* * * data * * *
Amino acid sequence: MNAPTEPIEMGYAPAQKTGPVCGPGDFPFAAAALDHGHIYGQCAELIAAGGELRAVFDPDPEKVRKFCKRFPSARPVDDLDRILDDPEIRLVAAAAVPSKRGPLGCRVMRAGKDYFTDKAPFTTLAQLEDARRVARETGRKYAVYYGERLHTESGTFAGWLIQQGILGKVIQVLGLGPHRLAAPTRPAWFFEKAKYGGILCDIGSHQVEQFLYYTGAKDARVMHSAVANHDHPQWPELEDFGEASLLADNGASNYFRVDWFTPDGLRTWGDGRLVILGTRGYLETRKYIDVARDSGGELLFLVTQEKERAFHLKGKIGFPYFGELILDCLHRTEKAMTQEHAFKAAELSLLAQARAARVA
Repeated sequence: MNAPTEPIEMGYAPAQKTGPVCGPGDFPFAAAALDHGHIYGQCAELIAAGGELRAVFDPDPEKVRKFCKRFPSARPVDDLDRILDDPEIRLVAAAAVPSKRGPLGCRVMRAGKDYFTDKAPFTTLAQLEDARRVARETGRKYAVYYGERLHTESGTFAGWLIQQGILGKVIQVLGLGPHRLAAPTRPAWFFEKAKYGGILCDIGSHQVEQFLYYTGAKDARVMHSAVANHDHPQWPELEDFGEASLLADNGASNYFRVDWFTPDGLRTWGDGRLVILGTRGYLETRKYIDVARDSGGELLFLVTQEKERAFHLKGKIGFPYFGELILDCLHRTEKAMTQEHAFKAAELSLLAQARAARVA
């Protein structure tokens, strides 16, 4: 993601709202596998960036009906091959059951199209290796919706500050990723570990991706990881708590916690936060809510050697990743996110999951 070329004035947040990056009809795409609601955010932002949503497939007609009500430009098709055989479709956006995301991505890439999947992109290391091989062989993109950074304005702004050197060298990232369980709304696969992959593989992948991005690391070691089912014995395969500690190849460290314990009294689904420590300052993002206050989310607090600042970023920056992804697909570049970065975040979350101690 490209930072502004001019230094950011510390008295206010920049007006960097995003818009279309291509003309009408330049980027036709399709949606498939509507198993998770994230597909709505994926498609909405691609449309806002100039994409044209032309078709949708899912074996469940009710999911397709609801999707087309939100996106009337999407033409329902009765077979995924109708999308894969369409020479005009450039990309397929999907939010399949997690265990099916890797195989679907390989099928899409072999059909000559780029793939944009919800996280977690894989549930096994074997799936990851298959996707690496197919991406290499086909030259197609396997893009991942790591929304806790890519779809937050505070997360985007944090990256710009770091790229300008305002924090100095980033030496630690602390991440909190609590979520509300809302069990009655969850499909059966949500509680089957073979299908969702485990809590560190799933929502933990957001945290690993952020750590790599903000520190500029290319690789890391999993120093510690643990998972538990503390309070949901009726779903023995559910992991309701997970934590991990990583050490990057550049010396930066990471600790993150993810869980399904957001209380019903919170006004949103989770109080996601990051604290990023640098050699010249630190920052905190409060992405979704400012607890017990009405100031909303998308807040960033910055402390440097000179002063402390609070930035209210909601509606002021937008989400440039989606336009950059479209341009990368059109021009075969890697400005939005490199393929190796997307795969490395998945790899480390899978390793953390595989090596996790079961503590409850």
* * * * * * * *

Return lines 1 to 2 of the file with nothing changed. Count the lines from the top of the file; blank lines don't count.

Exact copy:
Amino acid sequence: MNAPTEPIEMGYAPAQKTGPVCGPGDFPFAAAALDHGHIYGQCAELIAAGGELRAVFDPDPEKVRKFCKRFPSARPVDDLDRILDDPEIRLVAAAAVPSKRGPLGCRVMRAGKDYFTDKAPFTTLAQLEDARRVARETGRKYAVYYGERLHTESGTFAGWLIQQGILGKVIQVLGLGPHRLAAPTRPAWFFEKAKYGGILCDIGSHQVEQFLYYTGAKDARVMHSAVANHDHPQWPELEDFGEASLLADNGASNYFRVDWFTPDGLRTWGDGRLVILGTRGYLETRKYIDVARDSGGELLFLVTQEKERAFHLKGKIGFPYFGELILDCLHRTEKAMTQEHAFKAAELSLLAQARAARVA
Repeated sequence: MNAPTEPIEMGYAPAQKTGPVCGPGDFPFAAAALDHGHIYGQCAELIAAGGELRAVFDPDPEKVRKFCKRFPSARPVDDLDRILDDPEIRLVAAAAVPSKRGPLGCRVMRAGKDYFTDKAPFTTLAQLEDARRVARETGRKYAVYYGERLHTESGTFAGWLIQQGILGKVIQVLGLGPHRLAAPTRPAWFFEKAKYGGILCDIGSHQVEQFLYYTGAKDARVMHSAVANHDHPQWPELEDFGEASLLADNGASNYFRVDWFTPDGLRTWGDGRLVILGTRGYLETRKYIDVARDSGGELLFLVTQEKERAFHLKGKIGFPYFGELILDCLHRTEKAMTQEHAFKAAELSLLAQARAARVA